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Lafarge Canada creates Environmental Building Declaration for Innovation Hub

Published by
World Cement,

With the help of the Athena Sustainable Materials Institute, Lafarge Canada Inc. has posted its performance data for its new Innovation Hub in Edmonton. Athena measured the building’s footprint using Life Cycle Assessment (LCA) and created an Environmental Building Declaration (EBD), the building equivalent of an Environmental Product Declaration or the nutrition label on food packaging.

"Lafarge recently built a LEED® Platinum NetZero Energy Precast Concrete Duplex in conjunction with Habitat for Humanity. For our own Hub we wanted to go even further on sustainability leadership by using LCA to document and share our footprint," said Federico Tonetti, Vice President, Edmonton for Lafarge.

The Edmonton Innovation Hub is constructed of precast concrete, which makes it highly efficient. The precast ‘sandwich’ panels eliminate thermal bridges and, when combined with an intelligent building management system, deliver strong energy performance.

The building houses a world-class laboratory on the ground floor where radiant in-floor heating combined with a south facing design keep Lafarge's materials experts warm and bathed in natural light.

The Hub is also a showplace for other sustainable materials, such as concrete floors incorporating reflective white pigment and concrete walls to engage thermal mass. The polished concrete floors are low maintenance and eliminate the need for floor coverings or paint, keeping VOCs down for a healthy work environment.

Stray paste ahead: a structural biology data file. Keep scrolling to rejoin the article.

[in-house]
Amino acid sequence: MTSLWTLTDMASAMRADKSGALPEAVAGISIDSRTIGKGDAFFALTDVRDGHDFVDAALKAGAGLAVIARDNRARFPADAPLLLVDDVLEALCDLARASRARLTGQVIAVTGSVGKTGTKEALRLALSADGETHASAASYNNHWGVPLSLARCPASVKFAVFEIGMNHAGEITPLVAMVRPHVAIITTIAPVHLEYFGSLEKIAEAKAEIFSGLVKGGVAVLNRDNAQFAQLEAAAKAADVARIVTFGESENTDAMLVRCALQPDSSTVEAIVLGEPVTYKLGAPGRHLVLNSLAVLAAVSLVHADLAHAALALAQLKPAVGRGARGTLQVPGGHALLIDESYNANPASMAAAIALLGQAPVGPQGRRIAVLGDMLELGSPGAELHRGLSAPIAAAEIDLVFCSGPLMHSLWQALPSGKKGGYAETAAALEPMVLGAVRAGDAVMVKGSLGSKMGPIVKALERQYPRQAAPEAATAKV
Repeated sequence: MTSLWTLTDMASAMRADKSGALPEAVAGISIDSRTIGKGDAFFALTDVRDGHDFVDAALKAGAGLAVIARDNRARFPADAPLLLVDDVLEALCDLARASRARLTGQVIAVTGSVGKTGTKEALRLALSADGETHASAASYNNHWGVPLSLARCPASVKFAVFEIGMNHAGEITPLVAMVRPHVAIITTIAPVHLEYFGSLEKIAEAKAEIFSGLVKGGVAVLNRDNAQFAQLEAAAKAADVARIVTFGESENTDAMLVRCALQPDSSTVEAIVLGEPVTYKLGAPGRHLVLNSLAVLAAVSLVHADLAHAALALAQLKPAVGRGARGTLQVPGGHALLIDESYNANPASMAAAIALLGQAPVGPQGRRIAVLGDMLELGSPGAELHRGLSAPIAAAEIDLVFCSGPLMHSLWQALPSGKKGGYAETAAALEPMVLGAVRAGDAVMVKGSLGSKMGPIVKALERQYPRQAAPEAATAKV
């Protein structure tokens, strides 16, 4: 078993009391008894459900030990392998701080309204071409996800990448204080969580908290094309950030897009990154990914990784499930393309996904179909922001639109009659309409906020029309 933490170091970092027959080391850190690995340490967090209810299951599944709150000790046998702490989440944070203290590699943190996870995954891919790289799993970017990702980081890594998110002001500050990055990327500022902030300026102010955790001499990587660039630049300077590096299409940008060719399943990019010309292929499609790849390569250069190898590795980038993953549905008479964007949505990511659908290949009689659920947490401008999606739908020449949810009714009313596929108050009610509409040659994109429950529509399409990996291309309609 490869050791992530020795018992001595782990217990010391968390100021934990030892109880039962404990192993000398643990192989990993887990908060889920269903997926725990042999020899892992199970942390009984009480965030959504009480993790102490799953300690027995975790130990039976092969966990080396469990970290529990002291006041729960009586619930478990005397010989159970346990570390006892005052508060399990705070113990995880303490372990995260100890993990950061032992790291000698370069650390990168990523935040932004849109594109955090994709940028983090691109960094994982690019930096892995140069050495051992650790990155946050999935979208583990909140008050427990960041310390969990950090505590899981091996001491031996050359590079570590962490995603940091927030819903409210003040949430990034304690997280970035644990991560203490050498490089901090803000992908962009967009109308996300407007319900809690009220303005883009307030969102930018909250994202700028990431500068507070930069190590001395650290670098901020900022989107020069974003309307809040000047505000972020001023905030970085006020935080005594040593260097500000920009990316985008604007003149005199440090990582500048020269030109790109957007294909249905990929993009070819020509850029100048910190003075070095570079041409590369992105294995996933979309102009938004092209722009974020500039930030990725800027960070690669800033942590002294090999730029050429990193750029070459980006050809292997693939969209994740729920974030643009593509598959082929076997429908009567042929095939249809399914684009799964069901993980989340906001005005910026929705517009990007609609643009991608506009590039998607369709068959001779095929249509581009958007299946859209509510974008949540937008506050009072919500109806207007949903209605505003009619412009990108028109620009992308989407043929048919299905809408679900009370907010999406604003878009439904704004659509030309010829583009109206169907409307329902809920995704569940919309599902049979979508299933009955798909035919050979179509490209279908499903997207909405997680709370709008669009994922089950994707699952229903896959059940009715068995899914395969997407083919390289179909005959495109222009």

Another feature of a precast concrete building is that it contains open architecture with long clear spans; this allows the building to be repurposed or even disassembled and reassembled at another location. Considering the building's full life cycle, at a minimum the concrete could be crushed and reused at end of life.

The Hub was built on a current Lafarge industrial site requiring no further development of the area. Industrial and rain water are managed across the site via a reclamation system. In the Hub's parking lot, Lafarge's decorative concrete has been employed.

"Lafarge is setting a great example for building owners and designers," said Athena President Jennifer O'Connor. "In using LCA to transparently disclose the environmental performance of their new building, they're extending the concrete industry's commitment to sustainability right through the value chain." 

In addition to the laboratory function, the building is slated for use as a construction community hub by post-secondary students as well as associations and local project teams. "Brainstorming about innovative materials application in building and infrastructure construction will occupy the second floor of the Hub, while the ideas can be readily tested downstairs in our lab,” explained Mr. Tonetti.

Lafarge supports the use of LCA to measure the environmental footprint of products and buildings, viewing it as a mechanism to keep the organisation accountable and to find ways to reduce the footprint of the built environment.

Adapted from press release by

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